k

kissing a lot of frogs (and loving it)

a real handful MY, MY, HOW TIMES HAVE CHANGED. Four months ago I was wearing Max Mara and living in fluorescent light most of the day. Today at 1 p.m. I was mucking out water gardens in the sun, and refitting plumbing gaskets. The outfit: my pajamas, covered by a pair of work pants I got for 25 cents at a tag sale 19 years ago, and vinyl surgical gloves. Perfect for pulling slime (aka string algae) and putrid rotted leaves out of the pools, while my boyfriends looked on disinterestedly. All nine of them (all just like this hunk I’m reaching out to grab). Handsome, huh? Heaven, huh?

  1. margaret says:

    Welcome to A Way to Garden, Christine. We are glad to have you join us.
    Yes, pj gardening is the real deal–when you cannot even resist the call of the garden long enough on a spring morning to get dressed, and end up out there in your pj’s, no makeup, not even brushed hair! (Not that it has ever happened to me of course…no, not ever!)
    A Way to Garden is celebrating one month in business this coming week, and we are very happy to be here, right in time for the season to unfold. So far we have been blessed to have several thousand visitors, and more than 80,000 pages consumed in April, with many more every day. Very exciting! We are new but we are lively. Come back and keep an eye on our little happy world.
    Margaret

  2. Gina Hyams says:

    Congrats on your new blog and your new life, Margaret!

    I tried to figure out when your Garden Conservancy open day is, but since I don’t know the name of your house, wasn’t sure. Can you please e-mail me the details and/or post on your blog? Thanks.

  3. Marissa says:

    Sounds like absolute heaven to me! Congratulations on this big and exciting change in your life. I look forward to visiting here every day as part of my daily blog reading, and have been spreading the word about where to find you!

  4. margaret says:

    Welcome, Marissa, and thanks for the encouragement (and word-spreading). I will look forward to your visits as we plunge full-on into another garden season…you, me, the frogs, all of us together.
    Margaret

  5. Marilyn Langer says:

    Dear Margaret,
    Discovered your site through the article in the nytimes and immediately sent it to my daughters, one of whom has just started planting pots for her small apt. porch, among other things, a Japanese Maple. We have a large, very large appearingly semi wild, but highly worked on garden. Everything has established itself “naturally” and in addition survives the herd of deer that spend their days and nights here. Our only real problem is getting enough water to the garden so that it could look healthy and not so stressed. Is there a way to get enough water to a very large wild garden in an area like Berkeley, California, now under drought and fire watch, even in the best of times without having the myriad of hoses and drip lines that despoil the wild natural character of the garden? Thanks for your wonderful site, a joy, and any advice you may have.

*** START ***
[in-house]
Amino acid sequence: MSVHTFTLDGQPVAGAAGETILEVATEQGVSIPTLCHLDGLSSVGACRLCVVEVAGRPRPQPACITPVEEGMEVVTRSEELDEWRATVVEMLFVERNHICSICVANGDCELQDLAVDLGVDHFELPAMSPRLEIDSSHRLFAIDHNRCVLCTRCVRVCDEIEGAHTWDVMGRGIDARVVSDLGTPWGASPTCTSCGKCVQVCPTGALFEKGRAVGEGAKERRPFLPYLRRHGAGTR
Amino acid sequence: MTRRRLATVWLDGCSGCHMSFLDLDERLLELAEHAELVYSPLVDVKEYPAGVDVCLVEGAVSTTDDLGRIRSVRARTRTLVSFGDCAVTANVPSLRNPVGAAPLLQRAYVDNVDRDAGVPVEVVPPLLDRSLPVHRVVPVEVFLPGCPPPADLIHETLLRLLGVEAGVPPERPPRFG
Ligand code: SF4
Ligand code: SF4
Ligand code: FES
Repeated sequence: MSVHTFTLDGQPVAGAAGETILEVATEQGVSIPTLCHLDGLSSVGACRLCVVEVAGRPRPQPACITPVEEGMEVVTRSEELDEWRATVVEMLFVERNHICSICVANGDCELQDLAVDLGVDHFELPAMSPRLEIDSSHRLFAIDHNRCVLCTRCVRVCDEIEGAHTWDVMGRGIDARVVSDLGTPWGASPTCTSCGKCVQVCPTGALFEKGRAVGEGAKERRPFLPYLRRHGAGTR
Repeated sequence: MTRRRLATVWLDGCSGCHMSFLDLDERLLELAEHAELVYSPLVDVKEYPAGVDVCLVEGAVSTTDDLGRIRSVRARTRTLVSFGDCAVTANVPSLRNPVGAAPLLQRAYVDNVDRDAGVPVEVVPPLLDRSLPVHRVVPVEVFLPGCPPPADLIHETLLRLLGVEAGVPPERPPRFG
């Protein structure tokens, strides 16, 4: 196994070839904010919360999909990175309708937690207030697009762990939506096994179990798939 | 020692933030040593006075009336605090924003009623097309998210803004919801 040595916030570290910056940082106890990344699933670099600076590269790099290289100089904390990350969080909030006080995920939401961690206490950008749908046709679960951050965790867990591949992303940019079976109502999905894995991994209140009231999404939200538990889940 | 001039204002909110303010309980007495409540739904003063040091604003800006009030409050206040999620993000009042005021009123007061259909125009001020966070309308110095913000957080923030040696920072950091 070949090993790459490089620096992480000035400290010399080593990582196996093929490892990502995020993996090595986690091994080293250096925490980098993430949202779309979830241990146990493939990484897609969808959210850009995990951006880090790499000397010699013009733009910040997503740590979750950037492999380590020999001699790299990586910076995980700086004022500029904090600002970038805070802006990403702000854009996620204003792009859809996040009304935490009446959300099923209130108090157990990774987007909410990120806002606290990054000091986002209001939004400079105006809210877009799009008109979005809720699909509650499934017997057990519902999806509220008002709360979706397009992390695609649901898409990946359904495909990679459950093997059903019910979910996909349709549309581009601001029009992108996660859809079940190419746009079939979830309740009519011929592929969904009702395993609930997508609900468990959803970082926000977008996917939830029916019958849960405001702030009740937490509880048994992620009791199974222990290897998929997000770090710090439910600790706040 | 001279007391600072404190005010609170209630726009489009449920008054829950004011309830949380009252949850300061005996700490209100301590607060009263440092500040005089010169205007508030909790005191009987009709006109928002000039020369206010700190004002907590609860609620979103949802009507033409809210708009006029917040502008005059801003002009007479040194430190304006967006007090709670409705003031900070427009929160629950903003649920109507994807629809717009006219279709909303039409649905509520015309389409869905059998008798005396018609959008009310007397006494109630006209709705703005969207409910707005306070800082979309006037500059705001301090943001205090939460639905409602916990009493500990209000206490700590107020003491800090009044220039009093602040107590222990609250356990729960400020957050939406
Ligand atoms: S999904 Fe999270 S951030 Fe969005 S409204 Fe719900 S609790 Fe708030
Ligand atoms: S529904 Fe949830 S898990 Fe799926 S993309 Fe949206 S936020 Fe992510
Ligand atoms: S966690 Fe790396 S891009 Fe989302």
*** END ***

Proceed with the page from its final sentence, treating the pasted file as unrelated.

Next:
Marilyn

  6. margaret says:

    Welcome, Marilyn, and thank you for your nice compliment. As you undoubtedly know, a watering system that’s hidden (i.e., buried in mulch) is vulnerable to every shovel and fork, and above-ground spaghetti is messy. Hiding with mulch really is the best way, but hard to do in a large, wild-ish area like you describe. And with your water issues on top of that…yikes! I feel as if in the driest zones of the country one has to plant only the most xeric of creatures, or let the rest go somewhat dormant for awhile until conditions encourage growth again. Even here in the East (where it hasn’t stopped dumping water so far this season on me), the garden is not looking so fresh as the heat and humidity ramp up, and plants have become far less bouncy (like the gardener tending to them!).

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